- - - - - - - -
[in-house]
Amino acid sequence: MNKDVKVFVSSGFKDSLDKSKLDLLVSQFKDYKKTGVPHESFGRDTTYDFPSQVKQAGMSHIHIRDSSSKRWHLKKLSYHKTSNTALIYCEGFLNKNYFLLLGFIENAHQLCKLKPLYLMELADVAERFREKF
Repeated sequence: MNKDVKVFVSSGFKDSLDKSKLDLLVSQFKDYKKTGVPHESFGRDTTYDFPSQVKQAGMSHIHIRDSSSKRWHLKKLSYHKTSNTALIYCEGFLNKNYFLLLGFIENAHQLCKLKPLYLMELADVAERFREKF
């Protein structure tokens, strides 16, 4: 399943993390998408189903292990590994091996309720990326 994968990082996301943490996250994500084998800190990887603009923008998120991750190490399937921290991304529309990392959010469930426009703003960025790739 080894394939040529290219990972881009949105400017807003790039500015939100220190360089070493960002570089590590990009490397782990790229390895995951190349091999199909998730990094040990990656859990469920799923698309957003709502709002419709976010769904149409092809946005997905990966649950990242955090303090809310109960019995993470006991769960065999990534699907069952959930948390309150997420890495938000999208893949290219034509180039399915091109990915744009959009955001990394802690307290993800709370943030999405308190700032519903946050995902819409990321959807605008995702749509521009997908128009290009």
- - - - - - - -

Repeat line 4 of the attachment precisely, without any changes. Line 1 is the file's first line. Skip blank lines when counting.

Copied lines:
């Protein structure tokens, strides 16, 4: 399943993390998408189903292990590994091996309720990326 994968990082996301943490996250994500084998800190990887603009923008998120991750190490399937921290991304529309990392959010469930426009703003960025790739 080894394939040529290219990972881009949105400017807003790039500015939100220190360089070493960002570089590590990009490397782990790229390895995951190349091999199909998730990094040990990656859990469920799923698309957003709502709002419709976010769904149409092809946005997905990966649950990242955090303090809310109960019995993470006991769960065999990534699907069952959930948390309150997420890495938000999208893949290219034509180039399915091109990915744009959009955001990394802690307290993800709370943030999405308190700032519903946050995902819409990321959807605008995702749509521009997908128009290009």